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Typist for the Holy Spirit and Careful Listener, I try to put it into words in Jane's Journey. I have another blog for recipes called My Life in Food. Also Really Cool Stuff features Labyrinths and other things like how to fry an egg on the sidewalk.(first step: don't do it on the sidewalk) Come along with me as I careen through life. I always welcome comments or questions. My email address is jane@2els.net

Wednesday, January 26, 2011

Parties With Children

I really intended to write today about my weekend at a retreat on the Ancient Spiritual Practices. But these words here lined up faster that the other ones. I’ll try to corral the others by next week because I’m sure you’ll want to know all about throwing the tomahawk.

I went to an absolutely stupendous party last night. I was already in town doing flu duty for Sarah so it worked out just fine for me to run by the restaurant when Emily got home from work. It was a surprise party for one of our seminary graduates who apparently is more beloved than I ever gave her credit for. When Dana told me she had reserved a room for 40 people I never dreamed that 40 people would actually show up. I also never dreamed we could pull off that big of a surprise but we did. Traci suffered the indignities of wearing the crown that announced she is now 50 years old and then stood for the Happy Birthday song. I think she even got to eat, though I have no idea when she managed to do it because there were so many folks for her to talk to.

If the 40 people who were there to celebrate are a realistic sample of our church congregation then we are in good shape. The people gathered were all different ages and length of membership in the First Presbyterian Church of Garland. While our President was reporting on the state of the union to the country I experienced firsthand the state of my church congregation. And it is probably in better shape than the country.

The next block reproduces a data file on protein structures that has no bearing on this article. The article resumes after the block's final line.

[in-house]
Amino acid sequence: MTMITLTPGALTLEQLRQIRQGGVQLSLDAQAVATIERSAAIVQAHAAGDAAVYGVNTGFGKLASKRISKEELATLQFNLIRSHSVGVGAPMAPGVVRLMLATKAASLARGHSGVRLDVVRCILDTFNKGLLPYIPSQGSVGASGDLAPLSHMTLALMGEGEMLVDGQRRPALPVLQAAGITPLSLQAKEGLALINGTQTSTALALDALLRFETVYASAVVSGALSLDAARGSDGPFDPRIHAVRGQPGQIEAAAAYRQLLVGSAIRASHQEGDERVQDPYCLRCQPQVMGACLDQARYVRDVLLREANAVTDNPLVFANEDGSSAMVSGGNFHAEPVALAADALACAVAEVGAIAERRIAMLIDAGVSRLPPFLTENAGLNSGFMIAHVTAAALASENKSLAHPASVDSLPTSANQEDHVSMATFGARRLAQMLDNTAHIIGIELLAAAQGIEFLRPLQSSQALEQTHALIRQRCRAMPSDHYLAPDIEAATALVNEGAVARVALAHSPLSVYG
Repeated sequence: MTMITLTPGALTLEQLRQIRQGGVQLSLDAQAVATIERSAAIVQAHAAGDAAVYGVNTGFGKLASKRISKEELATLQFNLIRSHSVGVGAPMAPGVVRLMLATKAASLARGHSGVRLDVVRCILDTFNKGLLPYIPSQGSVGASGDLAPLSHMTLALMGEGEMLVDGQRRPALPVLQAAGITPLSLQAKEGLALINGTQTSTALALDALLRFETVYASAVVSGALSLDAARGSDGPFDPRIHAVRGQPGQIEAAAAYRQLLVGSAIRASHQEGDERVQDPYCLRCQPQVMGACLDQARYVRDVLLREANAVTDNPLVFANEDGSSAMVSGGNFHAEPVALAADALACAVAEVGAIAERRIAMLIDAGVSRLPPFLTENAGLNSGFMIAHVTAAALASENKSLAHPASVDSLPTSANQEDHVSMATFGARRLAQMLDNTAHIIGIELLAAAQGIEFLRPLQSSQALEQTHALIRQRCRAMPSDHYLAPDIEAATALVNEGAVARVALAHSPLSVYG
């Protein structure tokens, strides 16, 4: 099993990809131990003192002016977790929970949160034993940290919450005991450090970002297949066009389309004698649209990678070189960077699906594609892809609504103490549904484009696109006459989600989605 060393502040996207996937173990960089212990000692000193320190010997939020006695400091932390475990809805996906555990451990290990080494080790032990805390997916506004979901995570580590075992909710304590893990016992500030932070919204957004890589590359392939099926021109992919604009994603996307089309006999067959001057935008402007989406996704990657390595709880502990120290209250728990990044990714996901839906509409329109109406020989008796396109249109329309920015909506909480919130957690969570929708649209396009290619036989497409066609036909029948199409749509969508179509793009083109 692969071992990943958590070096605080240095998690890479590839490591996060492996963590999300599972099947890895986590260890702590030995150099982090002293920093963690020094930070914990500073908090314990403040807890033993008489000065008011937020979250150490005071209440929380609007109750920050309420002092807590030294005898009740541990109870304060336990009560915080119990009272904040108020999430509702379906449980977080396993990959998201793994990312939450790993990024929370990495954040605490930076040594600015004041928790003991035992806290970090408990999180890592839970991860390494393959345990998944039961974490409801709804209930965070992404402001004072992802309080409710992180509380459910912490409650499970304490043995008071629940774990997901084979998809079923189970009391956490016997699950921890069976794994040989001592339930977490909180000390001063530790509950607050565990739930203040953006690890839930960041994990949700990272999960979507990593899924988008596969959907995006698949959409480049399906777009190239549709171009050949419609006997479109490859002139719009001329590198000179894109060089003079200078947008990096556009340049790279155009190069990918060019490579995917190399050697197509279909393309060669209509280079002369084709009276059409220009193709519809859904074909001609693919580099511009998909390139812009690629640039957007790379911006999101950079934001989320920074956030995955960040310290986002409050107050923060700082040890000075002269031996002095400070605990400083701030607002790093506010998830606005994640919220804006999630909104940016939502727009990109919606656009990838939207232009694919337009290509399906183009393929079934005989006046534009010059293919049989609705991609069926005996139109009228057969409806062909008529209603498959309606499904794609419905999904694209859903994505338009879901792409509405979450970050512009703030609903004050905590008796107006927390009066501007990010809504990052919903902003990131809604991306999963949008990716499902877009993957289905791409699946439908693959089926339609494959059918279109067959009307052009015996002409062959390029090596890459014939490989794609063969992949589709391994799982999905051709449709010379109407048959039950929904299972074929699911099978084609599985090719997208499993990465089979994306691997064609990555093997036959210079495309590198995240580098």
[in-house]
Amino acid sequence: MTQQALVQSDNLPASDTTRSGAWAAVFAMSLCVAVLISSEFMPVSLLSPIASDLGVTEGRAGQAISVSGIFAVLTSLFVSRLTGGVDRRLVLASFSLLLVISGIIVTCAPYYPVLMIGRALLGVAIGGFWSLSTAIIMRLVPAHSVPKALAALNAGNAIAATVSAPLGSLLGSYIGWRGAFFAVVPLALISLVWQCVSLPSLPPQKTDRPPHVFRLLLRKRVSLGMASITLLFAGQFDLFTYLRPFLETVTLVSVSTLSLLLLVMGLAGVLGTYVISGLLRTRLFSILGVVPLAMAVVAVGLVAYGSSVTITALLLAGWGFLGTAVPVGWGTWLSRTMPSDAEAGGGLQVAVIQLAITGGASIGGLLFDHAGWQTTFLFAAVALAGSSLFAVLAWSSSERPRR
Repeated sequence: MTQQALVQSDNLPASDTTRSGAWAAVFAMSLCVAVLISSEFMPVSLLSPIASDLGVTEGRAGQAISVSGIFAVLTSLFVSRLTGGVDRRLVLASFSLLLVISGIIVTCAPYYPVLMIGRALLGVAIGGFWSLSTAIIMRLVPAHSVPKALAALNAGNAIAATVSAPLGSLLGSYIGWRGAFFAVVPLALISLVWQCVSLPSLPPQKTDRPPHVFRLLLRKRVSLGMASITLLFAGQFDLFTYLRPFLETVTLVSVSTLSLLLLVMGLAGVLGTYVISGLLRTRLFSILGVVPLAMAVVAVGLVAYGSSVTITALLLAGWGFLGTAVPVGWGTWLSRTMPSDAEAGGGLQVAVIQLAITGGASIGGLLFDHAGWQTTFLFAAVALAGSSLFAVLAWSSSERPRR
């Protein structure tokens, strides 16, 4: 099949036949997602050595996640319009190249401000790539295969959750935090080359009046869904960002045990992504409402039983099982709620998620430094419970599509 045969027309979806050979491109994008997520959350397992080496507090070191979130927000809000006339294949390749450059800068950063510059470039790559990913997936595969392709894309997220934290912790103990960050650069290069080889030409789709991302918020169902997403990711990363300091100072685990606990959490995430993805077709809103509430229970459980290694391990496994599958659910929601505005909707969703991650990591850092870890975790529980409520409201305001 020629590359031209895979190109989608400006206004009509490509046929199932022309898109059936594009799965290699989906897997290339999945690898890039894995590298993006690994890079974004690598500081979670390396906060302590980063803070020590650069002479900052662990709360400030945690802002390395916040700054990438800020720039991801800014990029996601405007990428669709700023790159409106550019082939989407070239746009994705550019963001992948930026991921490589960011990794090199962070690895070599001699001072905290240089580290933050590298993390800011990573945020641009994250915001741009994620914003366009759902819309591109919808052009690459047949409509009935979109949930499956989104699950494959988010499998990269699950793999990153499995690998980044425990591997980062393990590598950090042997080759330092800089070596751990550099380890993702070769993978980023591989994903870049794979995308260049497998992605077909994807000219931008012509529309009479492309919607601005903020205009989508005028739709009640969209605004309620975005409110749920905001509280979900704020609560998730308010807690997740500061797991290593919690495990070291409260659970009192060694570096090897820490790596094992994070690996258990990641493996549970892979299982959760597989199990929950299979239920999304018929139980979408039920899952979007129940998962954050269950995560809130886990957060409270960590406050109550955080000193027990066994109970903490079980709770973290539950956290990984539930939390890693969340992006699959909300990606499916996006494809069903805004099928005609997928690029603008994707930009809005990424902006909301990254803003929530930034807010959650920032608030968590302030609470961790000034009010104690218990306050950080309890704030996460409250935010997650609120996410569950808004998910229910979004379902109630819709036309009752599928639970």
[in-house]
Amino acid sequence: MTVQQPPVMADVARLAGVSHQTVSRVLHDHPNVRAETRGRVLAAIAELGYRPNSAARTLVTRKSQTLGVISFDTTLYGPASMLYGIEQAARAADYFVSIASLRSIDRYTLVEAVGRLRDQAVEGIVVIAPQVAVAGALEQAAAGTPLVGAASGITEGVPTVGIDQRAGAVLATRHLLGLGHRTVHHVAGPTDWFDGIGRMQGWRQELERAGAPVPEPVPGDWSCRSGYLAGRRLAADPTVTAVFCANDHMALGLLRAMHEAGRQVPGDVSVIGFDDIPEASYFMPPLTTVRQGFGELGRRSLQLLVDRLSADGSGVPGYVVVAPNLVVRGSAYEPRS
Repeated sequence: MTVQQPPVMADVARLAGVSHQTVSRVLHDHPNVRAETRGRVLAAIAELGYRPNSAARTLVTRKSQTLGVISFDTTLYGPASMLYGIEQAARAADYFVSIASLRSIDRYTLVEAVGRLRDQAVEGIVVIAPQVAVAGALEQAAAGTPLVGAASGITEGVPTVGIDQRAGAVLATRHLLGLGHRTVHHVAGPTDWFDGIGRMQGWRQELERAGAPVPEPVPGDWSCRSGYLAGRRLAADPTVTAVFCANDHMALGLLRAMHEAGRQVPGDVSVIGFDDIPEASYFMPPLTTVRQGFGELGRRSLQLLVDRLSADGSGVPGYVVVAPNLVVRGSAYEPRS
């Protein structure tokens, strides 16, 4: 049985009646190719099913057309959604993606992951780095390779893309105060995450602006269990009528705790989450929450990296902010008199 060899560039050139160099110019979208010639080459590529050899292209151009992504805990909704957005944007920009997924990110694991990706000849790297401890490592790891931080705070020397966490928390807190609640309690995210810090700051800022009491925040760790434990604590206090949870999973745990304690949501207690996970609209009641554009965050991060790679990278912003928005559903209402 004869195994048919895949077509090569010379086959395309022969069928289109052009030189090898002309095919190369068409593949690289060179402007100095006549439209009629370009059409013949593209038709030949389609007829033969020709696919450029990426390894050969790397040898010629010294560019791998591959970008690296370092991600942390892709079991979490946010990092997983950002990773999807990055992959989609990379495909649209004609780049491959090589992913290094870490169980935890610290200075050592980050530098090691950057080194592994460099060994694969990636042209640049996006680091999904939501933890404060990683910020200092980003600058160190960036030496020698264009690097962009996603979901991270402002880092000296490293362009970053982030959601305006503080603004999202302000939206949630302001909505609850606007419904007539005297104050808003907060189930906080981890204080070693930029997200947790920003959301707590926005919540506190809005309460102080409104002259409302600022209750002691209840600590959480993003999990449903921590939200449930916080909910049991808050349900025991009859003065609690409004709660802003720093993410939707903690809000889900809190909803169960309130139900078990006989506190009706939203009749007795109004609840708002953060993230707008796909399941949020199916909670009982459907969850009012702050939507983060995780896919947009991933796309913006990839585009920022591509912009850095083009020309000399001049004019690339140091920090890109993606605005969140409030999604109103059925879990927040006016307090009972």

Of the 40 people we had several who made an extra effort to be there. And I’m not even counting Kit who came all the way from an island in the British West Indies where she lives part of the year with her new husband. She didn’t really come for Traci’s birthday. She was already in town because her ex-husband died and she came to be with their kids at the funeral. He had only been a member of our church a couple of years before they divorced so very few of the folks at dinner knew the guy. He was more than a bit curmudgeonly. Some might use the word “sour.” Hence the divorce. I could say more but the guy’s dead so I have to cut him some slack.

As the dinner proceeded we passed around the newest member, A. J. who is less than a year old. We compared length of marriages and Arlis and Betty won at 56 years. Across the room from them sat a couple who celebrated their first anniversary a couple of days ago. We had three generations of the Dunlap family. Three generations of McFarlands. We started telling stories that got better and better as the meal progressed.

One of our best stories involved Kit’s newly dead ex-husband, the curmudgeon. I love to recount this story with my old friend Linda and she happened to be sitting right there next to me at dinner so it was kind of like an obligation to share it with the others.